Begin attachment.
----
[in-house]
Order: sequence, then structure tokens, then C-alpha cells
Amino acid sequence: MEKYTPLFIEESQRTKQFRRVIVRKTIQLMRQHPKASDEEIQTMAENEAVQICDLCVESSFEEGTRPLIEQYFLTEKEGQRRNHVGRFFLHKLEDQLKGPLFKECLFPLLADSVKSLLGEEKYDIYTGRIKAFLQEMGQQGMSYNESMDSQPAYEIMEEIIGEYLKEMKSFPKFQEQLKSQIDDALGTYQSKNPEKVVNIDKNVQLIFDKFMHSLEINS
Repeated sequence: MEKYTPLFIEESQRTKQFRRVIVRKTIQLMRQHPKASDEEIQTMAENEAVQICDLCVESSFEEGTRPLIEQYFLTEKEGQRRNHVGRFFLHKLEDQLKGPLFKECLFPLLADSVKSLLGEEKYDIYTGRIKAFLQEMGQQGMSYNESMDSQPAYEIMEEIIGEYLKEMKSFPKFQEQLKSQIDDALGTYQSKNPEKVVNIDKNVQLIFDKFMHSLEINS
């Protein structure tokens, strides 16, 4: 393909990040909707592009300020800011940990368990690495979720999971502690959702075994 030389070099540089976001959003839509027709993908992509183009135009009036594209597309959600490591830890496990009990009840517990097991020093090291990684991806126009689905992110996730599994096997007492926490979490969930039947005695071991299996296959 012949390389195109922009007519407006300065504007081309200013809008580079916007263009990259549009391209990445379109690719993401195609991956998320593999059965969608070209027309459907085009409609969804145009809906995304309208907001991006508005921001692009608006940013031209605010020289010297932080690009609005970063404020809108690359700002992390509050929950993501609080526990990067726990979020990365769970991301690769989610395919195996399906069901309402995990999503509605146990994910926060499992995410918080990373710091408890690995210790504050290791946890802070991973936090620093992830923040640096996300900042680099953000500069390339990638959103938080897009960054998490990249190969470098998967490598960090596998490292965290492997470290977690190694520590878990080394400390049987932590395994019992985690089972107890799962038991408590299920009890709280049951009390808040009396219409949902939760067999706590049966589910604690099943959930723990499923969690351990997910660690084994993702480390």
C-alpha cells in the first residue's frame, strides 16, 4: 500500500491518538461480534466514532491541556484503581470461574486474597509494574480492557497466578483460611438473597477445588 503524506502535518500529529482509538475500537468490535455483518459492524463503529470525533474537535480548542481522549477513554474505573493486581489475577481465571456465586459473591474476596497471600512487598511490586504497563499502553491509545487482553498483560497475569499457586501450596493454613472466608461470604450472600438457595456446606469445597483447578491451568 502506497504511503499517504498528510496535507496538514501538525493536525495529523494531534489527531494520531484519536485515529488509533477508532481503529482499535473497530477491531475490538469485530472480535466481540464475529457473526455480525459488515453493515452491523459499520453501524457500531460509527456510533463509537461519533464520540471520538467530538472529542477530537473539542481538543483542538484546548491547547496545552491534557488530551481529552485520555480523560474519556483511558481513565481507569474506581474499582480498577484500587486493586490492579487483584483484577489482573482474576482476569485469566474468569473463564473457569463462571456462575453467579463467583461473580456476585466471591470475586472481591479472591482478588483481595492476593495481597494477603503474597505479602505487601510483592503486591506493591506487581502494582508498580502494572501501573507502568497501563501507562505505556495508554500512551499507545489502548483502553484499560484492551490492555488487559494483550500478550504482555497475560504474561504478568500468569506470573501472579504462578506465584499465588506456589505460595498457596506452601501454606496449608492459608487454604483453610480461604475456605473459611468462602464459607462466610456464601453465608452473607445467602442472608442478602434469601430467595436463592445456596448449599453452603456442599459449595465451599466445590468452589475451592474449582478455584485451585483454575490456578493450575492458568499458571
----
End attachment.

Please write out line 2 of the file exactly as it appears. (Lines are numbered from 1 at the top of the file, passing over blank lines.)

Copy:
Order: sequence, then structure tokens, then C-alpha cells